It feels like just yesterday that I was writing about the upcoming Wolverine and Thor movies, but apparently it was years ago! And here I am once again: this week, the Internet has been alive with dueling trailers. That’s not even counting Iron Man 3, which has actually somewhat snuck up on me; I tend to follow movies more in preproduction/filming stage and forget once they’re in post, and I ditched cable years ago so I’m not inundated with commercials. It’s a pleasant surprise.
I’d have to be living under a rock to not be aware of these trailers, though. The trailer for The Wolverine has been knocking around for a bit, but the latest iteration is for Japanese audiences. And there have been stills from Thor: The Dark World floating around for the last week, but to my knowledge this trailer has the first shot of Loki we’ve seen so far (though, again, I haven’t been following every scrap of information).
It’s interesting that the two movies are being promoted and released along somewhat parallel tracks, because they’ve got more in common than you’d think at first glance.
Something to Prove
Wolverine: Origins was not the hit everyone thought it’d be, and it was a follow-up to the extremely lackluster X-Men: The Last Stand. Until X-Men: First Class came along and reinvigorated the franchise, many were thinking its time had passed.
Most this was not the fault of Hugh Jackman; he’s still a fan favorite, as evidenced by reaction to his cameo in First Class. I don’t think anyone doubts that he’s got the chops for another Wolverine movie; it’s finding the team that can make it a good one that’s the problem. And this film has been handed off time and again like a game of hot potato. Will it prove that it can hold its own and stay relevant, or will it be a throwback to the last decade of superhero movies?
Thor wasn’t a flop, but it wasn’t as well-received as, say, the Iron Man movies. I’d say the movie has remained popular for two main reasons: the inexorable growth of the Tom Hiddleston/Loki fanbase and the fantastic writing of The Avengers. Ask someone if they’d like to see another Thor movie and they’ll likely say yes; but how much are they thinking of the actual original film, and how much are they thinking of The Avengers?
And let’s not forget Jane will be a main focus of this one. I like Natalie Portman as an actress in general, but I didn’t particularly miss her in The Avengers, and I think that the movie Thor didn’t really need the standard love subplot. Like The Wolverine, Thor: The Dark World has the talent required and even a few characters we’ve come to love; it’ll be up to the writers and director to give us a good story from all that potential, and live up to the popularity and quality of Iron Man and The Avengers.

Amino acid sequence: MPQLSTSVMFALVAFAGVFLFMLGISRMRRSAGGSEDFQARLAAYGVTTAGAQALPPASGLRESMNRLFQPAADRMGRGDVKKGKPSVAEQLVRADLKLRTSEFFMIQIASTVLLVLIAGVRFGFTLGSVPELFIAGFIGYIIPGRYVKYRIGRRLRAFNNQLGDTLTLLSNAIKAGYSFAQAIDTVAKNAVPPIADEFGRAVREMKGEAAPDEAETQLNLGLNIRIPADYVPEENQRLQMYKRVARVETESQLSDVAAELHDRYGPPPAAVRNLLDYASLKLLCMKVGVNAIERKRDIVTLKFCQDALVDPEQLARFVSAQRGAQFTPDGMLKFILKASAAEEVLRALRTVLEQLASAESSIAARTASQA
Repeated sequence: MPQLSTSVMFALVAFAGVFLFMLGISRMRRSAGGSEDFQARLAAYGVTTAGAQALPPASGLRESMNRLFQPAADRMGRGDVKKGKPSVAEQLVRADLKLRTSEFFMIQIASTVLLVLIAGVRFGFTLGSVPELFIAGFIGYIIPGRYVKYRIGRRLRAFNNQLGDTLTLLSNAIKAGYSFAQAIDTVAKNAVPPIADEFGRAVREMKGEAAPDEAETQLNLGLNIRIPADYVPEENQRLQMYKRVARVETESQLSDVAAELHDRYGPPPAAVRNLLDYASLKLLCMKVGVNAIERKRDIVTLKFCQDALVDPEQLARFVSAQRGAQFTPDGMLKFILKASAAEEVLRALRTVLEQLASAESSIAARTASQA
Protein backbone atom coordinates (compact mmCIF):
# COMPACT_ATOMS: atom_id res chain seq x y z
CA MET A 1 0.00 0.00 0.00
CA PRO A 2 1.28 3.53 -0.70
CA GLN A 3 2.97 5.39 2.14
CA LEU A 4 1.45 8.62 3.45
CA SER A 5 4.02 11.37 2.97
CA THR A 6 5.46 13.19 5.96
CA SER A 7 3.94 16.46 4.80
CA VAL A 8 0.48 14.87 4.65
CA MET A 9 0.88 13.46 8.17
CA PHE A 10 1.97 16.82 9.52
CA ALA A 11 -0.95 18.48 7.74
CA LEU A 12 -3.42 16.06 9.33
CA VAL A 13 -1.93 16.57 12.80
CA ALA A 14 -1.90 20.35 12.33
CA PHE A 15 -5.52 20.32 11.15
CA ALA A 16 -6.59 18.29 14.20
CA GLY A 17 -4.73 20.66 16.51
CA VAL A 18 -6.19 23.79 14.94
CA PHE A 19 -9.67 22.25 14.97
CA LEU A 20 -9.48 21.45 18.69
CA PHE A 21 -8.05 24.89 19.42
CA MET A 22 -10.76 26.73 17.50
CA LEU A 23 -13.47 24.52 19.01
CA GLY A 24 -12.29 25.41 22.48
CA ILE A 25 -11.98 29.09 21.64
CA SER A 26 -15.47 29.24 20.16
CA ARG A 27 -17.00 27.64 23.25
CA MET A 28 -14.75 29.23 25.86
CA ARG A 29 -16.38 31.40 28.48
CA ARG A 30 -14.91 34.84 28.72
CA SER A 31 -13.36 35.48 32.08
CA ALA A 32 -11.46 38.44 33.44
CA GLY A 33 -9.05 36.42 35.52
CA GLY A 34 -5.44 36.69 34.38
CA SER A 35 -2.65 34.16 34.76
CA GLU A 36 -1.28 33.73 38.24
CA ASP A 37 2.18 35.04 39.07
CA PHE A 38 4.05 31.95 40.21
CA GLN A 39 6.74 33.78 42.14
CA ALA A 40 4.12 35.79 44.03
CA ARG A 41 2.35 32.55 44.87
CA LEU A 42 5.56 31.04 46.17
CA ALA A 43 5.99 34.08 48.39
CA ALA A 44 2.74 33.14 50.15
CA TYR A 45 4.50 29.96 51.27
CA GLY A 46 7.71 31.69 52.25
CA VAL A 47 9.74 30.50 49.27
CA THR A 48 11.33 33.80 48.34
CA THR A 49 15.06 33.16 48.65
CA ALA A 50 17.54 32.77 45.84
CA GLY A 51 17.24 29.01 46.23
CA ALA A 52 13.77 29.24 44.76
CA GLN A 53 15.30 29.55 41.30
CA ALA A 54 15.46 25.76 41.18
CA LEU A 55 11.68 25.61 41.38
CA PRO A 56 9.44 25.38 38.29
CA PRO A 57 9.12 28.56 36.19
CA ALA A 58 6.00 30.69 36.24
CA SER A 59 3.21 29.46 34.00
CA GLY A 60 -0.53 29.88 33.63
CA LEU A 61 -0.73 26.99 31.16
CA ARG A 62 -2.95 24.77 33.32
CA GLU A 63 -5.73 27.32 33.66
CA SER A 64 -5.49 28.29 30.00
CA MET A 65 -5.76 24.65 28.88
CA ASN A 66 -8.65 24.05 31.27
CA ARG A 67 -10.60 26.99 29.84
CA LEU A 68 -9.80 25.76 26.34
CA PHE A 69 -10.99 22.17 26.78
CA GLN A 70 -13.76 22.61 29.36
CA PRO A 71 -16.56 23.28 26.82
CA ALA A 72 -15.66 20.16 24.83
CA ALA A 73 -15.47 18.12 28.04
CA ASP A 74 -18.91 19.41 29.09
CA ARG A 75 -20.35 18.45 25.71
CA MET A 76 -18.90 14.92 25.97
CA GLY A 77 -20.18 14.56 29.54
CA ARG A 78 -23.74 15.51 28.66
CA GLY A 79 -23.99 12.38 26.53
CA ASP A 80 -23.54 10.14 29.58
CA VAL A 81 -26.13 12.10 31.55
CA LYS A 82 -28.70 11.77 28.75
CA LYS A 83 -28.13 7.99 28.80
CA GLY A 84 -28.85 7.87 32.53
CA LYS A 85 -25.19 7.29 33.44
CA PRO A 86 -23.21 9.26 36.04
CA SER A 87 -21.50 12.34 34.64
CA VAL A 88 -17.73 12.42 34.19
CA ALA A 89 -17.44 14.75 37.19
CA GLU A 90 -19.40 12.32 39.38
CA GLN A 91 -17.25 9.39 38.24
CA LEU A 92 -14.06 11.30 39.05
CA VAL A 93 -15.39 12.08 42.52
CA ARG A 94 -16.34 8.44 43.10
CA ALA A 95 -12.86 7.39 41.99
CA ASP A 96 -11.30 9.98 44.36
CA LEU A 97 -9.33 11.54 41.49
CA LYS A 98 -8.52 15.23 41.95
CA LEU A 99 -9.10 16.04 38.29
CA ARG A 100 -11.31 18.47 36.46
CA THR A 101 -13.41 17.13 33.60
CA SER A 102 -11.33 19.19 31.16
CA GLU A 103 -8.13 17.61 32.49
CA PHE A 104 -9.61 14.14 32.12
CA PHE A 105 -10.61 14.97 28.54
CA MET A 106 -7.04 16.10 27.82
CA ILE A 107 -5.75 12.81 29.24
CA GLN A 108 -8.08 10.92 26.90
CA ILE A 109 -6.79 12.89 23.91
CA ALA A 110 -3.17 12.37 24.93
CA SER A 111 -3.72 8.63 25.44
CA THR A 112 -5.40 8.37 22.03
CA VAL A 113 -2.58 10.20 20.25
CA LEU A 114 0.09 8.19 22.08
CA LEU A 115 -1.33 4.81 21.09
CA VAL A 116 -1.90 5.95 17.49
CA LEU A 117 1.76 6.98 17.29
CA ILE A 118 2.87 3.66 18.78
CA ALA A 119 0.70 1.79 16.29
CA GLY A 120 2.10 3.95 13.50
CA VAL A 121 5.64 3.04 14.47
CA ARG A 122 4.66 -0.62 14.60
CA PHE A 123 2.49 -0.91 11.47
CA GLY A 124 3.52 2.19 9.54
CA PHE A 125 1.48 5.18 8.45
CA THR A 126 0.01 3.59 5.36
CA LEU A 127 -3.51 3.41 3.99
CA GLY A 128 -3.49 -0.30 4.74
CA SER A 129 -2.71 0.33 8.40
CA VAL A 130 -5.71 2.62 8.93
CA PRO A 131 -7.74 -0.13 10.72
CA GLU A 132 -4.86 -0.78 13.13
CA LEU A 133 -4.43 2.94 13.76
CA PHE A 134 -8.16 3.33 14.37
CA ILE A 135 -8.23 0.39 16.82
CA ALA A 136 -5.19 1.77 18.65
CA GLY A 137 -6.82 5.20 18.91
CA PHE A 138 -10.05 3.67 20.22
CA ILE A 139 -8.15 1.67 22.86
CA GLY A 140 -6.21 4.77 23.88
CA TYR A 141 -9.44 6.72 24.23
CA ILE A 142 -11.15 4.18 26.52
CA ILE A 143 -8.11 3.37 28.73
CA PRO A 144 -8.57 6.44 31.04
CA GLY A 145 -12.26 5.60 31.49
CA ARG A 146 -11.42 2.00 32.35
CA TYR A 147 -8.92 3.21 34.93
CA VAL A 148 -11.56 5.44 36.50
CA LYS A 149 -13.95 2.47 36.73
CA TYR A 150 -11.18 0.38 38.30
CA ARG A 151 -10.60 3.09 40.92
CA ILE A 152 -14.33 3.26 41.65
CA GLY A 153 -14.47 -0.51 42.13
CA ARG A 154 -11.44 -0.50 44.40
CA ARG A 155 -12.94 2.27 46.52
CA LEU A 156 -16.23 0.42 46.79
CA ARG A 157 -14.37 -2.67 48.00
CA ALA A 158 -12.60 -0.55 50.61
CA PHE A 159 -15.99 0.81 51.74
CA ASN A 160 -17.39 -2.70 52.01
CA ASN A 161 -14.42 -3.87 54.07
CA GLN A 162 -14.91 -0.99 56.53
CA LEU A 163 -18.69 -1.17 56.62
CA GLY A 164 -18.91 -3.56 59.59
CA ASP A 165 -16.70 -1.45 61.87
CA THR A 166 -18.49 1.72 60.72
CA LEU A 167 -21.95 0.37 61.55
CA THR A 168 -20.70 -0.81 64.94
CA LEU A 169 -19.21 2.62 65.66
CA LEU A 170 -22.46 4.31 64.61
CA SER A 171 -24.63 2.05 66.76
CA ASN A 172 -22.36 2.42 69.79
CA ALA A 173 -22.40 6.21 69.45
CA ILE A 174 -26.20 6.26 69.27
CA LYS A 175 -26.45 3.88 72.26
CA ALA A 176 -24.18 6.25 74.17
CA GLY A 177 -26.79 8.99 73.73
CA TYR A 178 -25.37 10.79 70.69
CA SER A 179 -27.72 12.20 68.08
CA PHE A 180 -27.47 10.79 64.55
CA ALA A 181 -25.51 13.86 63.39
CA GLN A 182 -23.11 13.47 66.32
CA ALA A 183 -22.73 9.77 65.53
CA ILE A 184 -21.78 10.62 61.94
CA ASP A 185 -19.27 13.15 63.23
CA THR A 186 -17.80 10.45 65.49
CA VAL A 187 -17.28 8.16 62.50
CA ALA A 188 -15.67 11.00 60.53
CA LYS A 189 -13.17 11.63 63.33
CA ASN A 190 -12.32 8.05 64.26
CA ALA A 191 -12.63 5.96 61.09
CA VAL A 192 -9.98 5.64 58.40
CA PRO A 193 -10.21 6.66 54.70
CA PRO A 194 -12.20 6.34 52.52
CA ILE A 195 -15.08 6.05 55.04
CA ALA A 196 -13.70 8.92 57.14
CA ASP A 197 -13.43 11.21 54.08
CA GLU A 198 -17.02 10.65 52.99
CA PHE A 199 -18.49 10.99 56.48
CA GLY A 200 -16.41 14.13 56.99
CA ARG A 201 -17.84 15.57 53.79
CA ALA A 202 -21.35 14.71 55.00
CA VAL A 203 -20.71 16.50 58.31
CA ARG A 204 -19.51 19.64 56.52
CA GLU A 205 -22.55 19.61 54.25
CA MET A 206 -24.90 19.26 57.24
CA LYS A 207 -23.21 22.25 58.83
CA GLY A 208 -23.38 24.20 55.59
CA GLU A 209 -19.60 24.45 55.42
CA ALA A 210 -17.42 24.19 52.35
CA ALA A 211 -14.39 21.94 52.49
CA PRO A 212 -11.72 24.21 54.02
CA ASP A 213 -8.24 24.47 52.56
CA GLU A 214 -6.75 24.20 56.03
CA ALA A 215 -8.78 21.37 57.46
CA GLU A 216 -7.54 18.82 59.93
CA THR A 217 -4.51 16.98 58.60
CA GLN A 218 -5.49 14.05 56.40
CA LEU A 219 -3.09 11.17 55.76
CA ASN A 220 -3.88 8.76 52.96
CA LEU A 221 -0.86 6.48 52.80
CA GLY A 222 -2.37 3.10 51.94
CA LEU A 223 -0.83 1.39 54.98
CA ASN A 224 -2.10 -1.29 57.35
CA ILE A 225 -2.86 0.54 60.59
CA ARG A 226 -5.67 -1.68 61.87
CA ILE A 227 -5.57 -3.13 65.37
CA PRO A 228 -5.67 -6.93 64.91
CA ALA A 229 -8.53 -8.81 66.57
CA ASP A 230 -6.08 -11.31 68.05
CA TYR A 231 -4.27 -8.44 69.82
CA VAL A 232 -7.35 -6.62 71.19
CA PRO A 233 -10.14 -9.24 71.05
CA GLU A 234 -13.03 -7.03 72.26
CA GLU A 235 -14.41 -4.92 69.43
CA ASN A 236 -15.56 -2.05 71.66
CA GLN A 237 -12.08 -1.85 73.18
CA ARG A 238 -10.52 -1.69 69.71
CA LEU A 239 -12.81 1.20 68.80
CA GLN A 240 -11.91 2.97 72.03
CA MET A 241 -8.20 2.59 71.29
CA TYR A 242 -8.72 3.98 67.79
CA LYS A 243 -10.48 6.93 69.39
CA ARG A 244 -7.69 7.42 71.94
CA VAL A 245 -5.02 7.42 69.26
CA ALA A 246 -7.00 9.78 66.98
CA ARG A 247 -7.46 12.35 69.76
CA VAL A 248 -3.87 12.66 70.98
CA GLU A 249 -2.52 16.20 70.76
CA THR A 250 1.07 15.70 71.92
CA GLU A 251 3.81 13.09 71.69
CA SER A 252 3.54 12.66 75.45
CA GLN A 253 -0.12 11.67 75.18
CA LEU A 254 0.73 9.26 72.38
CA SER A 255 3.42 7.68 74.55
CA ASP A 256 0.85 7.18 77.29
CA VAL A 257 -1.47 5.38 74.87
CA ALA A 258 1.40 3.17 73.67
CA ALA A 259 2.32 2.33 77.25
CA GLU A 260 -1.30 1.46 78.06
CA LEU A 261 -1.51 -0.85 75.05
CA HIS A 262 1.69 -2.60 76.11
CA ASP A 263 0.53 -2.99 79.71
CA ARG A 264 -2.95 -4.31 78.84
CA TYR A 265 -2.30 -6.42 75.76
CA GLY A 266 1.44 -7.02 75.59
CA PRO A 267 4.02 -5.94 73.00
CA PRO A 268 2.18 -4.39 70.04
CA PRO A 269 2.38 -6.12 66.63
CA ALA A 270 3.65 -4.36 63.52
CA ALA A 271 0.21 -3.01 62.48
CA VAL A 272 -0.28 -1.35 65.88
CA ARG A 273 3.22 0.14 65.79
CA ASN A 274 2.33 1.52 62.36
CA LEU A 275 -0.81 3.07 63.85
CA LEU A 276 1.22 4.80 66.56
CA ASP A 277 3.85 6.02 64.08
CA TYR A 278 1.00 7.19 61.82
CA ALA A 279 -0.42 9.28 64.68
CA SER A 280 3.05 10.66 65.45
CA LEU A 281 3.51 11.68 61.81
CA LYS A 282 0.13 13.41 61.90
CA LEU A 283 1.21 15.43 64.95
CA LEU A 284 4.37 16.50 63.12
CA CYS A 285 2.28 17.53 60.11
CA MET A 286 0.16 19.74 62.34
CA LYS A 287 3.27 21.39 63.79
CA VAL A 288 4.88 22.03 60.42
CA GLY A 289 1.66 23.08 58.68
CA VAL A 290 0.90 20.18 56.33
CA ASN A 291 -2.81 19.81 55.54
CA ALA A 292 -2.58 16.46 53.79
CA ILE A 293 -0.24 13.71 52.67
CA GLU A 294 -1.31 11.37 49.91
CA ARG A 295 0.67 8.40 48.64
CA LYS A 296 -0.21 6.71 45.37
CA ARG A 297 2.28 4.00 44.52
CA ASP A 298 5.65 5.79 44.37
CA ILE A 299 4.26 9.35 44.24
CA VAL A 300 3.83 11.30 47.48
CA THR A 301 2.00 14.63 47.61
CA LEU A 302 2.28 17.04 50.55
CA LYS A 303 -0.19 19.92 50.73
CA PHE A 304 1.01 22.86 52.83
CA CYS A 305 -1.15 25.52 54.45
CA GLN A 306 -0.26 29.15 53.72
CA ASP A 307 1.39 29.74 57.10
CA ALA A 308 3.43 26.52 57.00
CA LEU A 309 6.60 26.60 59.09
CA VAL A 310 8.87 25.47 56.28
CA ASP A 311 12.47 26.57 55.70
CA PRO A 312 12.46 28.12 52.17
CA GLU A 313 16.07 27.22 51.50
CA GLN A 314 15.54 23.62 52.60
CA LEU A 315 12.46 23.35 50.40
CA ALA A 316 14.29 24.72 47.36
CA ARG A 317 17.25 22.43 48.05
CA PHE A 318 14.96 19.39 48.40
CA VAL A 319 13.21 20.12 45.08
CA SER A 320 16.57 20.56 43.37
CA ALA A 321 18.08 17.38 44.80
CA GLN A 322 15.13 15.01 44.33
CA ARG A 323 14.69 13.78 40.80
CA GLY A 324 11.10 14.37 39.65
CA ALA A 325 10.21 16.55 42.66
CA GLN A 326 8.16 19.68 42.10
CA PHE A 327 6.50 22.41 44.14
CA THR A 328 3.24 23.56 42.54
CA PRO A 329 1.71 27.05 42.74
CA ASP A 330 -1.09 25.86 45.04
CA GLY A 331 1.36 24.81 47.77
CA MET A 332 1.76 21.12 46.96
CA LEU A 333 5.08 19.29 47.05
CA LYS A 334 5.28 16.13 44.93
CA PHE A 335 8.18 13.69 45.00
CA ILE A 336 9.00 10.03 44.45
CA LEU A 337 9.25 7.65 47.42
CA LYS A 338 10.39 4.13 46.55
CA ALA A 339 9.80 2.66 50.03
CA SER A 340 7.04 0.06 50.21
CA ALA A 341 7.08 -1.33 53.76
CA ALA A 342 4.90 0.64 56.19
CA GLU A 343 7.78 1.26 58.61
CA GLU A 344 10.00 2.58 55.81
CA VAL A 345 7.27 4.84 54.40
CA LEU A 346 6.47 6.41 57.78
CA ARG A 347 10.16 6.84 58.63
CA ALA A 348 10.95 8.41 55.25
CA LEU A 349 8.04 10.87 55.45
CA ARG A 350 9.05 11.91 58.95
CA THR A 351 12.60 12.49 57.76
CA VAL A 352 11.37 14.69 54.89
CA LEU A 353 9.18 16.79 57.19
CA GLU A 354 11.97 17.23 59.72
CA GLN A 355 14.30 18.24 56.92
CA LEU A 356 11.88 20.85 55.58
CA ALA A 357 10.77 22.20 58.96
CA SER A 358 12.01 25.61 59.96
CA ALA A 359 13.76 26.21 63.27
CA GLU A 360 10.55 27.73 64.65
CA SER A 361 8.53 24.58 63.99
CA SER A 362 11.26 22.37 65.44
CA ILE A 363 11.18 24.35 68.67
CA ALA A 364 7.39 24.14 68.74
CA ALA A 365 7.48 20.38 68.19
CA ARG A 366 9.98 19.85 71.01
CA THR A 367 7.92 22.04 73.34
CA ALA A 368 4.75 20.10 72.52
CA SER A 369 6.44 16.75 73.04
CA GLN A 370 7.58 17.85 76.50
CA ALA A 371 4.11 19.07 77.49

For the Ladies
So I know I’m not the only girl who raised her eyebrows at Wolverine in the kitchen in X-2. However, it wasn’t until Thor that I really started to see discussion about the female gaze in that film (seriously, thank you, Kenneth Branagh). Add up the gratuitous men-in-tight-shirts shots with the aforementioned Hiddleston-mania (of which I’m somewhat strangely immune, thus far) and you get a fair amount of women who might want to see the upcoming film in addition to all the women who would already see it due to the content (female gaze moments are a bonus, though). In some media circles, Thor is pretty much known for just that one shot and doubtless people will be curious to see what’ll happen this time. And The Wolverine might decide to follow suit, since Jackman’s gone to all that trouble to drink those shakes and lift those weights and all.
This does worry me slightly though. In discussions of female gaze vs male gaze, someone inevitably says, “What, female gaze? You mean like romantic comedies?” which, no, most of the time that’s not what we mean. I wouldn’t want any movie franchise, basking in the glow of additional female attention, to resort to pandering – and hearing some details about the plot of Thor: The Dark World makes me nervous.
As for The Wolverine, well, no one has any clue where this film has wound up. I want them to focus on making a good film, and I feel like the production process has been so muddled that I’m afraid of any new elements, honestly.
Despite any reservations or concerns I may have about the films, let’s not kid ourselves: I completely intend to see both films as soon as I can. The good, when it’s good, all but obliterates the bad. X-2 remains one of my favorites, and First Class has given me renewed hope. The Thor films have not only a compelling lead, but the most interesting ongoing “villain” of possibly any of the superhero films right now (Okay, Magneto, but it’s a stretch to call him “villain” especially in the new films). They’ve more than earned the benefit of the doubt, in my eyes; here’s hoping 2013 will be a good year for Marvel men.
What about you? What do you think of the new trailers? Are you looking forward to the return of Thor, Wolverine, neither, or both?